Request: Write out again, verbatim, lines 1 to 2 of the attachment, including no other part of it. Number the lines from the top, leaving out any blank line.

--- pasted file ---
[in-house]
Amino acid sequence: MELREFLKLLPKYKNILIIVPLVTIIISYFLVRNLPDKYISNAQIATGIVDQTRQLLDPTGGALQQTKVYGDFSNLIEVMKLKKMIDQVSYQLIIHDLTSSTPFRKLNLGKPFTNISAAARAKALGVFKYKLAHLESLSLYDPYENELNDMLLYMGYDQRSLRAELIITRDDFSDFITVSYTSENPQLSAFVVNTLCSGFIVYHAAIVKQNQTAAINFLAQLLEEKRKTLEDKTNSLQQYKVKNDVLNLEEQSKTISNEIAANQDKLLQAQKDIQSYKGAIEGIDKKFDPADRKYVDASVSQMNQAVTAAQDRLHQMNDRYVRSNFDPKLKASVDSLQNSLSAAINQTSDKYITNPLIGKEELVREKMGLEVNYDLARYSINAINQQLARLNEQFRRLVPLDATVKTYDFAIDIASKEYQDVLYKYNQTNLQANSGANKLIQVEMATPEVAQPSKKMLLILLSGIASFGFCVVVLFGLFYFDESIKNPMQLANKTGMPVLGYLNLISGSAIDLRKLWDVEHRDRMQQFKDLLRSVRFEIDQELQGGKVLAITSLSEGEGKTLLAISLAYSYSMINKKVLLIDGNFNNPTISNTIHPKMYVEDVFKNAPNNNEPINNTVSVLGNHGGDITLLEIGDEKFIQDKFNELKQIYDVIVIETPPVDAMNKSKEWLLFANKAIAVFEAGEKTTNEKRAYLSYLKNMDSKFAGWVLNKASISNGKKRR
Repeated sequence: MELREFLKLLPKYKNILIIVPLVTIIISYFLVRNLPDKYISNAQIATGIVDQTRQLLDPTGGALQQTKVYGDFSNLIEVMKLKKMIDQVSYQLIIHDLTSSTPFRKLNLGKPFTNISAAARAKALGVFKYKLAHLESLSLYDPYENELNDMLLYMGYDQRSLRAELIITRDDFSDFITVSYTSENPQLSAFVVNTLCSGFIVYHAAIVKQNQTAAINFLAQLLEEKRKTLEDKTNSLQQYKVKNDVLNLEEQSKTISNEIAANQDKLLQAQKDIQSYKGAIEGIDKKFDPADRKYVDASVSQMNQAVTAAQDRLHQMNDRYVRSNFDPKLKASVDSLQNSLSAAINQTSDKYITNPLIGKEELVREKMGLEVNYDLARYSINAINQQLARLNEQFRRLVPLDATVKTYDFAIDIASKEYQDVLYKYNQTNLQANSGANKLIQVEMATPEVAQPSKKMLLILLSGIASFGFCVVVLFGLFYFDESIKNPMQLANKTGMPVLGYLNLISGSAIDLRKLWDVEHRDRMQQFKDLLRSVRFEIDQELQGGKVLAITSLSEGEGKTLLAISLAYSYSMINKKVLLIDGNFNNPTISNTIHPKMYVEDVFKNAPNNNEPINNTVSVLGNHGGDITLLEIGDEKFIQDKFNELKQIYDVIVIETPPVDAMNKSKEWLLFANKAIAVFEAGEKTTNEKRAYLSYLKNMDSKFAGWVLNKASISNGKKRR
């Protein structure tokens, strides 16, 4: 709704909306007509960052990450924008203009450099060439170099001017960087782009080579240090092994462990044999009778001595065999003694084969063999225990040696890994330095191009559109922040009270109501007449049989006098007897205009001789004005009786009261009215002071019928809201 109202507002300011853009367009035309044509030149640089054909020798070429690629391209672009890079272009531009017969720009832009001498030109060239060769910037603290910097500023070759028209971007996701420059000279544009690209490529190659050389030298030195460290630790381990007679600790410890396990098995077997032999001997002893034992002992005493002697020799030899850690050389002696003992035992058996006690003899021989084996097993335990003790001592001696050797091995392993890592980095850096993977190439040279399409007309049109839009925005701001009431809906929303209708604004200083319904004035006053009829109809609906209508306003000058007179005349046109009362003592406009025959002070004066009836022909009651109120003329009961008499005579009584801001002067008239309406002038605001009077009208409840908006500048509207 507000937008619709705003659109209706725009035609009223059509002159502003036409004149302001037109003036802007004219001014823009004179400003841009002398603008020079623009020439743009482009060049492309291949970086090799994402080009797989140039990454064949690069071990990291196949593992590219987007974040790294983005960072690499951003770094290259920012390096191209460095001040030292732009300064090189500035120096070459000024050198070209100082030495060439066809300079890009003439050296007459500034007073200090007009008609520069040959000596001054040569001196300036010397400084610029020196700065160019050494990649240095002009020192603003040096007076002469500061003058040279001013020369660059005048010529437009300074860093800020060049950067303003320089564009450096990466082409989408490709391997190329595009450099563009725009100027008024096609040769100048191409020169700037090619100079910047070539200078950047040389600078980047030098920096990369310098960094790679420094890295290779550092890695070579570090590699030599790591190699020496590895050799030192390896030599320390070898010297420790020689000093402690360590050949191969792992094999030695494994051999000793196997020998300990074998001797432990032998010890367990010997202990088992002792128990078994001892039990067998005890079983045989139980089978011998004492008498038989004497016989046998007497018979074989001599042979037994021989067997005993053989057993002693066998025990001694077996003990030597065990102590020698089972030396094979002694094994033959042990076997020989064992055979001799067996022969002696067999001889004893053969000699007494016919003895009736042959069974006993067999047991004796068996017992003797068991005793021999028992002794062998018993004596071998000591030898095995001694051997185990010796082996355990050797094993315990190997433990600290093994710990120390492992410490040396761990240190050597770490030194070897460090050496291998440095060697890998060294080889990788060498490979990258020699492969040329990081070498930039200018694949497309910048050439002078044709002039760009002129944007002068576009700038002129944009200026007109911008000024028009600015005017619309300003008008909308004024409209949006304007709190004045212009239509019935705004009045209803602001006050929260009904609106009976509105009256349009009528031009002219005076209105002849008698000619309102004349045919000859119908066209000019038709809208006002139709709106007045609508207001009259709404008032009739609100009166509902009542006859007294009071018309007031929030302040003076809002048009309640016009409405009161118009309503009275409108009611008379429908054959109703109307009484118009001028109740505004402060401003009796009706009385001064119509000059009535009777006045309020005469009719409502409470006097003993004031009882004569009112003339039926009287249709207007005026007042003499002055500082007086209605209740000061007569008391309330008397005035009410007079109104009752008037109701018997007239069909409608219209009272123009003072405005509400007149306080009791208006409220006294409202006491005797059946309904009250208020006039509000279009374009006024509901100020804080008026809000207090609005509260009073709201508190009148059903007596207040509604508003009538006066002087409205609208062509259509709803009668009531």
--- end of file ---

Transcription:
[in-house]
Amino acid sequence: MELREFLKLLPKYKNILIIVPLVTIIISYFLVRNLPDKYISNAQIATGIVDQTRQLLDPTGGALQQTKVYGDFSNLIEVMKLKKMIDQVSYQLIIHDLTSSTPFRKLNLGKPFTNISAAARAKALGVFKYKLAHLESLSLYDPYENELNDMLLYMGYDQRSLRAELIITRDDFSDFITVSYTSENPQLSAFVVNTLCSGFIVYHAAIVKQNQTAAINFLAQLLEEKRKTLEDKTNSLQQYKVKNDVLNLEEQSKTISNEIAANQDKLLQAQKDIQSYKGAIEGIDKKFDPADRKYVDASVSQMNQAVTAAQDRLHQMNDRYVRSNFDPKLKASVDSLQNSLSAAINQTSDKYITNPLIGKEELVREKMGLEVNYDLARYSINAINQQLARLNEQFRRLVPLDATVKTYDFAIDIASKEYQDVLYKYNQTNLQANSGANKLIQVEMATPEVAQPSKKMLLILLSGIASFGFCVVVLFGLFYFDESIKNPMQLANKTGMPVLGYLNLISGSAIDLRKLWDVEHRDRMQQFKDLLRSVRFEIDQELQGGKVLAITSLSEGEGKTLLAISLAYSYSMINKKVLLIDGNFNNPTISNTIHPKMYVEDVFKNAPNNNEPINNTVSVLGNHGGDITLLEIGDEKFIQDKFNELKQIYDVIVIETPPVDAMNKSKEWLLFANKAIAVFEAGEKTTNEKRAYLSYLKNMDSKFAGWVLNKASISNGKKRR